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Nu Horizons – Follow the Herd

Day 3 - Provence

I am at a complete loss to explain the markets reaction to Nu Horizons’s (NUHC) most recent quarterly results. People appear content to follow the herd for now, but the problem with being surrounded by warm bodies is it makes a quick escape impossible.

Nine months ago the company all but guaranteed 4% operating margins by the quarter ending February ’07, which they reported yesterday. Operating margins were at 3.3% last fall when they made this statement. They have declined steadily since then and currently are at 1.2%.

Everything was awful about their quarter.

  • Revenue down 9% Q/Q
  • Opex Up 2.2% Q/Q
  • Gross Margins Flat. No quantitative sign of additional margin from their much vaunted registration business.
  • Operating margins declined from 3.2% six months ago to 2.7% to 1.2% in the last quarter.
  • SEC subpoenas documents about their #2 supplier, Vitesse Semiconductor ( Nu Horizons did nothing wrong, but it certainly calls into question the activities of their customers, activities that I feel are highly profitable (See “Trickle Down Economics and Channel Stuffing“), an activity that I feel is on the wane.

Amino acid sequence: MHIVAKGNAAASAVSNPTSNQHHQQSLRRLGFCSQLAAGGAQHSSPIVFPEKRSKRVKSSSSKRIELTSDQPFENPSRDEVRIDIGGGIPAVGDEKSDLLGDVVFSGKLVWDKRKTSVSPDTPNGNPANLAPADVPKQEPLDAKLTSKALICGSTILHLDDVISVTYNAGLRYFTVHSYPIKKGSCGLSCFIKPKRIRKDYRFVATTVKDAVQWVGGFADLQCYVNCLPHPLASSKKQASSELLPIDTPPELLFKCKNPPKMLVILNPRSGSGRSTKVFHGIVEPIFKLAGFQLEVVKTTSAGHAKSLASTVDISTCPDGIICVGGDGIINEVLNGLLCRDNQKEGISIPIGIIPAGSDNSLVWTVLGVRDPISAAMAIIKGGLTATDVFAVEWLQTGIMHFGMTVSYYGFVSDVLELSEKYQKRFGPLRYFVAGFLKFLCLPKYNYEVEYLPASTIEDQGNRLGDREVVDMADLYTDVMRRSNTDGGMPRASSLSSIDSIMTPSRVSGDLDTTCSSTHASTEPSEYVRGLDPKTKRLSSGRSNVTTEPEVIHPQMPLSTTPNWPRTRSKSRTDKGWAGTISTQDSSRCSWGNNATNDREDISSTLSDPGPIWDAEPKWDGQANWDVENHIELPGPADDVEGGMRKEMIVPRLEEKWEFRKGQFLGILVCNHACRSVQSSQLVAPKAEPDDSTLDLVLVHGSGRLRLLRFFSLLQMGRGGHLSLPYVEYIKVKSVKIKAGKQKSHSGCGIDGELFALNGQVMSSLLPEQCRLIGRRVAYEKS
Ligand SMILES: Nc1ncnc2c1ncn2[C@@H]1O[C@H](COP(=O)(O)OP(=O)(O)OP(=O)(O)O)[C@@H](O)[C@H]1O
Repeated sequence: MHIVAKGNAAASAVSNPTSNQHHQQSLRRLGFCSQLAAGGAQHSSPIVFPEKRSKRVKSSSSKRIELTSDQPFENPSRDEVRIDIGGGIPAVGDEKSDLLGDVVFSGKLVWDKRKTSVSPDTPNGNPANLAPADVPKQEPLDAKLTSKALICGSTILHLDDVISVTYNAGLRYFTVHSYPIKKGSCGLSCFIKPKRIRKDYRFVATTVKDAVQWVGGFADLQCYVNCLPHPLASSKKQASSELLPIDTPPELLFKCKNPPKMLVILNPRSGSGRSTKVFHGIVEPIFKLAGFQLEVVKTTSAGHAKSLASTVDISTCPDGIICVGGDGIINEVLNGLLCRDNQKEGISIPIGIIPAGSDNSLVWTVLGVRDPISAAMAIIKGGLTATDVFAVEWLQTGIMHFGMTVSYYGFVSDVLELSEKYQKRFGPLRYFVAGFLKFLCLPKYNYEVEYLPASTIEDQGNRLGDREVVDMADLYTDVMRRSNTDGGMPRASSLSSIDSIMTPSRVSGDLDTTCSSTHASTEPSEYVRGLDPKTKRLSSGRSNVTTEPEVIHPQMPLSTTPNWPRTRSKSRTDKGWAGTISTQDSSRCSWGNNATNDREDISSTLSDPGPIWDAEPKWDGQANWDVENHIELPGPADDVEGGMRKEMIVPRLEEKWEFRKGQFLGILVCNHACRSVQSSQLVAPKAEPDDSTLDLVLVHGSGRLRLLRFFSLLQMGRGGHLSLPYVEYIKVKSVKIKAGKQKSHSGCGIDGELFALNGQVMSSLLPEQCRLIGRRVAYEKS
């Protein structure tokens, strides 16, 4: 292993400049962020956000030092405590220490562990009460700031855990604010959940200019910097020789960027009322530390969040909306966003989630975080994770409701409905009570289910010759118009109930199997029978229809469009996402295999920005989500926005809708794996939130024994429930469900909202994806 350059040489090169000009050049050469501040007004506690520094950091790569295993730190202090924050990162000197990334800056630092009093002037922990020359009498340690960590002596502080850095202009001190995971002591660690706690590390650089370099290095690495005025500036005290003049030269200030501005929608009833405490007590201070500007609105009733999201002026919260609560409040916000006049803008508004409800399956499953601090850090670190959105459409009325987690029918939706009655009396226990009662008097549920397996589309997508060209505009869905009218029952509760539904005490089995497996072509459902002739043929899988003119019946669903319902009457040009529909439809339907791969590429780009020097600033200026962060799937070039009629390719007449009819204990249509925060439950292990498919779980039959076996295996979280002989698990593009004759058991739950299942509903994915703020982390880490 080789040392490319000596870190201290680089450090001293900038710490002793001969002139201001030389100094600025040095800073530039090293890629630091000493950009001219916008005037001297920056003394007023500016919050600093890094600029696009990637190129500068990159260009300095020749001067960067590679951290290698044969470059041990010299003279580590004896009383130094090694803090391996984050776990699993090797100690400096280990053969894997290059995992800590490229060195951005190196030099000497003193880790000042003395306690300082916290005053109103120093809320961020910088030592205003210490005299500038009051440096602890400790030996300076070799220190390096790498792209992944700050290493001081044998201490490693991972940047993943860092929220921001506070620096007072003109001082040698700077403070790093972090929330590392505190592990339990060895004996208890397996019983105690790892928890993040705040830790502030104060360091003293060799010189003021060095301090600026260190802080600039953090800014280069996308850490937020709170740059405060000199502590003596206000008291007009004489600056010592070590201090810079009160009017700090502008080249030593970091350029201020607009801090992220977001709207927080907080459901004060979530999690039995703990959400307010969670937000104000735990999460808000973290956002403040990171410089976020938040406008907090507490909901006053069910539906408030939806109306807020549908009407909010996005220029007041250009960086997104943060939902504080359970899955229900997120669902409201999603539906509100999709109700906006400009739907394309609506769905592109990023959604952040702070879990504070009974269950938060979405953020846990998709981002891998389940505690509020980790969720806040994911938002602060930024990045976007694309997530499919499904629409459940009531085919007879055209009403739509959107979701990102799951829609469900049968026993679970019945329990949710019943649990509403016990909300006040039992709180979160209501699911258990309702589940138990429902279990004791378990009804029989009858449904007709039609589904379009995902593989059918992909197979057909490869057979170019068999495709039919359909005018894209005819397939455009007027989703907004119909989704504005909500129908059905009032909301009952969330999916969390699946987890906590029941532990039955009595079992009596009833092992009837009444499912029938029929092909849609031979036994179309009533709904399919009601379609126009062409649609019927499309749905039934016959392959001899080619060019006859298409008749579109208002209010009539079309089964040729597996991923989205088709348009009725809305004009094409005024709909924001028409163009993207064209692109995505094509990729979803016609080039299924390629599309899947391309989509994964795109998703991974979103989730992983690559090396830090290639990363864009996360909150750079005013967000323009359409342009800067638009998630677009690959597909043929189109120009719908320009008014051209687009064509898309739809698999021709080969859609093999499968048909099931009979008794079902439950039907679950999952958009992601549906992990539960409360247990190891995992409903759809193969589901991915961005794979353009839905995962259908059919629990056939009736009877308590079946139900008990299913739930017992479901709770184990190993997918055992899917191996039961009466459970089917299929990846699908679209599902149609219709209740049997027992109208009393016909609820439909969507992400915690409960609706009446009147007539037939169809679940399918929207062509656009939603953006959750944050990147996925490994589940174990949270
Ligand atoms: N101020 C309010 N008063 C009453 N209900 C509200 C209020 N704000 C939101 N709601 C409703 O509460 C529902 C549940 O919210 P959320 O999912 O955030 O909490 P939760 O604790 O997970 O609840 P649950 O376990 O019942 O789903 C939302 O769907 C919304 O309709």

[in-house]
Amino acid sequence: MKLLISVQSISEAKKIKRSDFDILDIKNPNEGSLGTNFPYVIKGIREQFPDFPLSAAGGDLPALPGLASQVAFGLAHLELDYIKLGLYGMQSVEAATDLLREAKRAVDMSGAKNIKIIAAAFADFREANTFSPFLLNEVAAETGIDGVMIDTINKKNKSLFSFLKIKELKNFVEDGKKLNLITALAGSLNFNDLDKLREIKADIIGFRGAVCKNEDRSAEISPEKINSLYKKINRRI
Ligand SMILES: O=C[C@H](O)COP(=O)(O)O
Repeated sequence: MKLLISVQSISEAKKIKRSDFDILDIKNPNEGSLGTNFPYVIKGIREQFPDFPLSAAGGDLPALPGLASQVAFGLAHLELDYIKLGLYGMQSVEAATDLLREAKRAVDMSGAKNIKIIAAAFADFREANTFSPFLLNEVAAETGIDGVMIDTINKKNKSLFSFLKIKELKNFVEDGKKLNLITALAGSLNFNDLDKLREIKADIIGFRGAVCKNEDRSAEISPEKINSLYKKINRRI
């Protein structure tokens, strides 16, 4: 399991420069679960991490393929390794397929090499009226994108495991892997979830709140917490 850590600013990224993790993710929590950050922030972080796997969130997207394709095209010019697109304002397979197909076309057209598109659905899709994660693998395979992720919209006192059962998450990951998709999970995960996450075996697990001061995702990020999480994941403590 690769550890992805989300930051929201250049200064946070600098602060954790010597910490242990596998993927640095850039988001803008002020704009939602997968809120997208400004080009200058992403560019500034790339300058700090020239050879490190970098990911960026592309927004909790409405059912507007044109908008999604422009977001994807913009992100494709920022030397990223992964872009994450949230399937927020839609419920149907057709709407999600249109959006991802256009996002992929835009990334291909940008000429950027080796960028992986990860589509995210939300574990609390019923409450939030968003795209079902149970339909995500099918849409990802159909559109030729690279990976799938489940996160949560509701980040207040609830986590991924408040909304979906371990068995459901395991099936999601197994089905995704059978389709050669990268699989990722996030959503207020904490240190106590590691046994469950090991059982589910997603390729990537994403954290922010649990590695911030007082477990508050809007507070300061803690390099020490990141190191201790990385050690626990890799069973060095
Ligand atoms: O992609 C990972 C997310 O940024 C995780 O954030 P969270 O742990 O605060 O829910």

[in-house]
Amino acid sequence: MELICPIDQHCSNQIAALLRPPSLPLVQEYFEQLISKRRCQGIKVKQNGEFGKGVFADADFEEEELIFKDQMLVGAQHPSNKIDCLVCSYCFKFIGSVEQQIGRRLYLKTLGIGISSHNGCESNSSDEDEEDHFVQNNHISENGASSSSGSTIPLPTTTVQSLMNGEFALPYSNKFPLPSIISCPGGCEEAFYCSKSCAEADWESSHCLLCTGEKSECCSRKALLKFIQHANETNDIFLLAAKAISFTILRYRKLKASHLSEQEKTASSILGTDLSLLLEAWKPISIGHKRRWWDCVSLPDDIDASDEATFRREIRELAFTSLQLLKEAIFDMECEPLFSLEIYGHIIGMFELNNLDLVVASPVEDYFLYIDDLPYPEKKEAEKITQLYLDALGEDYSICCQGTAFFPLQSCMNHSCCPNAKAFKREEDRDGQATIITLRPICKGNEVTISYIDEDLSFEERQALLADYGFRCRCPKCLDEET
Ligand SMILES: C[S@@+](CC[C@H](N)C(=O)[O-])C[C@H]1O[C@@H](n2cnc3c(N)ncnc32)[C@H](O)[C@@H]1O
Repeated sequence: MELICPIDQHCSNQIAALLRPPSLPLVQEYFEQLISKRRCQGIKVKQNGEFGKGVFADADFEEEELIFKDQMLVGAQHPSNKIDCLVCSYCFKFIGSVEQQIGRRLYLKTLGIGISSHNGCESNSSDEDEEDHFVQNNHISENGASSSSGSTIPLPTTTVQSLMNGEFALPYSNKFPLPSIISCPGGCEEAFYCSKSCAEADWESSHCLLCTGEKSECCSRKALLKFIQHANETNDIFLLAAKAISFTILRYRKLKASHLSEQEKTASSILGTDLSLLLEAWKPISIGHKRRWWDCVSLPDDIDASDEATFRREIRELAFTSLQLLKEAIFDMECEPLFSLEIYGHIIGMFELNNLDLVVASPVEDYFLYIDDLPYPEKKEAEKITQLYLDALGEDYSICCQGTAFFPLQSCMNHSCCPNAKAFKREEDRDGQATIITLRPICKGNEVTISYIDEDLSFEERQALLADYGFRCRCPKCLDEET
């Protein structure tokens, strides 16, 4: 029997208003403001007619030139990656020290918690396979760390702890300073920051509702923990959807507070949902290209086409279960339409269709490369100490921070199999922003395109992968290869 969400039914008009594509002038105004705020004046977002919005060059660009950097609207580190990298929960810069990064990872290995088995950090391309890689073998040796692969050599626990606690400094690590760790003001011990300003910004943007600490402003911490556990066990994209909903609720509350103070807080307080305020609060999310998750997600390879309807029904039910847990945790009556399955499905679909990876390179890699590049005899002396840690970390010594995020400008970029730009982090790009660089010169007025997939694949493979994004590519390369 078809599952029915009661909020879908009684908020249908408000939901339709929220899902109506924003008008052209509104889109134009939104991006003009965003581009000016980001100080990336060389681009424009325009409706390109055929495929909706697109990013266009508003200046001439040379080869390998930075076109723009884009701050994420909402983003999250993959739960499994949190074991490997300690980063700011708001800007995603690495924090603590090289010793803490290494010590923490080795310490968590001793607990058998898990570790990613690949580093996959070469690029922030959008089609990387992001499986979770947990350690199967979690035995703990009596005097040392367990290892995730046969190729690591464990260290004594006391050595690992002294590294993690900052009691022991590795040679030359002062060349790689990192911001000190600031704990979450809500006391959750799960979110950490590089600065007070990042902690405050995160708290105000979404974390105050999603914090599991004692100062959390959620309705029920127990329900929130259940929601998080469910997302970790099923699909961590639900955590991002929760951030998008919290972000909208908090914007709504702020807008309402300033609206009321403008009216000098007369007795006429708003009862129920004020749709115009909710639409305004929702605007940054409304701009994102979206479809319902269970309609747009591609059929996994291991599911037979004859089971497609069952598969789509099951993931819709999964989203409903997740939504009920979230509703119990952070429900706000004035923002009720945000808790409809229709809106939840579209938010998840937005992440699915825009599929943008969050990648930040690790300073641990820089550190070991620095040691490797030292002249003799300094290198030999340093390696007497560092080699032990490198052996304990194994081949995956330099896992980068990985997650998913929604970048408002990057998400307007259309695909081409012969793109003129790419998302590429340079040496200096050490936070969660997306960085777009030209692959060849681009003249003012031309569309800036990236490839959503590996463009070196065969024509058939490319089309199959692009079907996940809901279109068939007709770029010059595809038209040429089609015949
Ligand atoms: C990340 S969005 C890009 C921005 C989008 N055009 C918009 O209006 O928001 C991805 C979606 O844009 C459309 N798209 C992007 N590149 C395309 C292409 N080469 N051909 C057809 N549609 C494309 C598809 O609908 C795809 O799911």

• Sun Microsystems (#3 supplier) brazenly announces they will undercut distributor pricing. People have totally missed this. (see Barrons – no subscription required)
  • DSO’s on Receivables drop 3rd quarter straight and Payable turns drop 25%. Both are at 3 year lows.
  • Net Inventory purchases down for 4th straight quarter. This has been a decent leading indicator of future earnings as NUHC stocks up supplier inventory and recognizes superior margins associated with stuffing activity.

Distributor equities such as Avnet (AVT) and Arrow (ARW) have done exceptionally well in the past six months. I believe Nu Horizons is being lifted by misplaced positive sentiment associated with these companies.

 I fail to understand the long term attraction of these businesses in a global environment that is universally eliminating all high cost middlemen. Why should components, the ultimate commodity, be any different? This should be especially true in the technology industry, the sector catalyzing these global changes in the first place.

Author holds and controls short Nu Horizons and long Vitesse positions.


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  1. FPGAs tend to favor distributors because Xilinx, Altera, Lattice don’t want to support small customers with designs, FPGA designs can require significant support and the markups can be high. You don’t have to sell very many LX330Ts to make a lot of money.

    Posted by solid gold suleyman | May 10, 2007, 4:17 PM